No reason for BuzzFeed to apologize for that explosive Michael Cohen story

I want to take a brief look at a very small wrinkle within the much larger story of the Mueller Report. A number of observers have taken note that the report disputes an article that BuzzFeed News published back in January claiming that former Trump lawyer Michael Cohen told prosecutors the president had “directed” him to lie before Congress about the Trump Organization’s attempts to build a tower in Moscow.

At the time, Mueller’s office took the unusual step of denying BuzzFeed’s story, and the release of the redacted Mueller Report on Thursday appeared to back that up. For instance, here is how NBC News puts it:

While Mueller acknowledged there was evidence that Trump knew Cohen had provided Congress with false testimony about the Russian business venture, “the evidence available to us does not establish that the President directed or aided Cohen’s false testimony.”

BuzzFeed News editor-in-chief Ben Smith addressed the matter Thursday night, acknowledging that the Mueller Report contradicts what his journalists had claimed. CNN media reporter Brian Stelter, in his daily newsletter, notes, “Smith stopped short of expressing any regret for the story.” But should he have? I don’t think so. Crucially, Smith also writes this:

On Feb. 27, Cohen testified before a congressional committee that Trump “told” him to lie to Congress “in his way,” using a coded style of speech that Cohen said was familiar from past interactions.

Indeed Cohen did. We all saw him do it. I took it at the time, and I still do, that BuzzFeed’s reporting was essentially correct. Cohen by his own testimony told Mueller’s office that President Trump had made it clear he wanted him to lie. BuzzFeed interviewed two unnamed prosecutors who passed that information along. If Mueller has now concluded that didn’t actually amount to Trump directing Cohen to lie, it doesn’t change what Cohen perceived or how BuzzFeed’s sources understood what Cohen was telling them.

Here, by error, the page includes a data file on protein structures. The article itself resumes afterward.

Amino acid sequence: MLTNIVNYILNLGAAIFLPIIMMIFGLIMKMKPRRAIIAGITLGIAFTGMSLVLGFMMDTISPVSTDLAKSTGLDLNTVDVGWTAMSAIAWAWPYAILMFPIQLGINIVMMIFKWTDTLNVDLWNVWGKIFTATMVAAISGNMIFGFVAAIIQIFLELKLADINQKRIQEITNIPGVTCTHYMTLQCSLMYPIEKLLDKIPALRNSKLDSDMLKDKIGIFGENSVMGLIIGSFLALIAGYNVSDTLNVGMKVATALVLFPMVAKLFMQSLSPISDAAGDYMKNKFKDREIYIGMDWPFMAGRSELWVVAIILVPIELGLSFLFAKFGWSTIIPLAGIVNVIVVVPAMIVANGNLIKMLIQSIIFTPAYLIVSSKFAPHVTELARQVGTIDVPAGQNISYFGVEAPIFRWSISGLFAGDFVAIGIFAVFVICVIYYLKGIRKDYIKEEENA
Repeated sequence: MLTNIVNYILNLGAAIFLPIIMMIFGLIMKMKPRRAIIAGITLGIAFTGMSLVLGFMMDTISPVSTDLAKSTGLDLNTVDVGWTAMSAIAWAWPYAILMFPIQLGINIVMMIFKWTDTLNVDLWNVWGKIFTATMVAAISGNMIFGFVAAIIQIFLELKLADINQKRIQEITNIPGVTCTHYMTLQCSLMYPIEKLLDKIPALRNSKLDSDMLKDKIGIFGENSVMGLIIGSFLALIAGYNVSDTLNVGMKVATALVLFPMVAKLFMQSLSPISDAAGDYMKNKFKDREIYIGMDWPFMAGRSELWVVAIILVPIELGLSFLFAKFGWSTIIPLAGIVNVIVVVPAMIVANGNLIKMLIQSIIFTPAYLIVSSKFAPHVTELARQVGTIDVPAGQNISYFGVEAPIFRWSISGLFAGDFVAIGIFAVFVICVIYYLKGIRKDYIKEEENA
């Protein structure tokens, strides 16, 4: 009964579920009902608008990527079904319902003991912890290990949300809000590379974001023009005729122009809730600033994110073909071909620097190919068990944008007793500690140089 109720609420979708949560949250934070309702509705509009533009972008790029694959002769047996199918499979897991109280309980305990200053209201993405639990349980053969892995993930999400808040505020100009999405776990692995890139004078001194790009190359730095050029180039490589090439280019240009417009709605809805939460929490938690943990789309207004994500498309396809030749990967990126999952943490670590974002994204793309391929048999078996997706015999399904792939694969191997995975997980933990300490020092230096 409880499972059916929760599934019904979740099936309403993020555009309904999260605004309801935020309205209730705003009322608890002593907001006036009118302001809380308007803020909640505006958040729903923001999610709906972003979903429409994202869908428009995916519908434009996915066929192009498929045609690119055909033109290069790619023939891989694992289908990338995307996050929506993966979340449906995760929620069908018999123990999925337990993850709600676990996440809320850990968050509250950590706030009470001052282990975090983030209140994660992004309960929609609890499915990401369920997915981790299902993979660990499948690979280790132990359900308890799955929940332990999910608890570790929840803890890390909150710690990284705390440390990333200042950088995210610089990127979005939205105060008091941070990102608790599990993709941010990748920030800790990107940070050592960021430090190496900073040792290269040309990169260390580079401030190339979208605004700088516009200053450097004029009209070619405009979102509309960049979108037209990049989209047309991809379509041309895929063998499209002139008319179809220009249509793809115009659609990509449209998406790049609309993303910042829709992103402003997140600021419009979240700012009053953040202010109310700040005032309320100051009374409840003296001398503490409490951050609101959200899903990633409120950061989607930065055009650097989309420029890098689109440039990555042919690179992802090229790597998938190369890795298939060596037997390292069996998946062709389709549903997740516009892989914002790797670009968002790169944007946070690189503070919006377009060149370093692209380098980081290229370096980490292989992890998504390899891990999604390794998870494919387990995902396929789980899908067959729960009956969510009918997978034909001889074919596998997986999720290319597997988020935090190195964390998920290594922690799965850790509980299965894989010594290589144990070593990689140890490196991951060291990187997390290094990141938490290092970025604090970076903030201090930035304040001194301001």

BuzzFeed’s headline and lead used the word “directed,” which is totally accurate. Where BuzzFeed overstepped was in publishing this sentence farther down: “It is the first known example of Trump explicitly telling a subordinate to lie directly about his own dealings with Russia” [my emphasis].

My two takeaways from this episode are, first, that BuzzFeed comes out of this looking pretty good; and second, that every word matters, especially when reporting on a story this explosive. The phrase “explicitly telling” hangs out there as the sole problem in a story that otherwise advanced our understanding of the Trump-Russia connection in a fundamental way.

Earlier: “Making Sense of the BuzzFeed Bombshell — and What, If Anything, Went Wrong” (WGBH News, Jan. 23).

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Making sense of the BuzzFeed bombshell — and what, if anything, went wrong

Previously published at WGBHNews.org.

BuzzFeed News reports that “two federal law enforcement officials” have seen evidence that President Trump “directed” his former lawyer Michael Cohen to lie under oath when he testified before Congress about a Trump Tower project in Moscow. Special counsel Robert Mueller takes the unusual step of having his spokesman denounce the story as “not accurate.” BuzzFeed’s reporters and their editor vociferously insist that they and their unnamed sources are standing behind their account.

Within 24 hours last week, what looked like a serious threat to the Trump presidency had collapsed into one big honking mess. Nor does it appear that we’re any closer to resolution. A number of media observers have pointed out that no other news organization has been able to confirm BuzzFeed’s reporting. That’s significant, of course. But no one has been able to knock it down, either.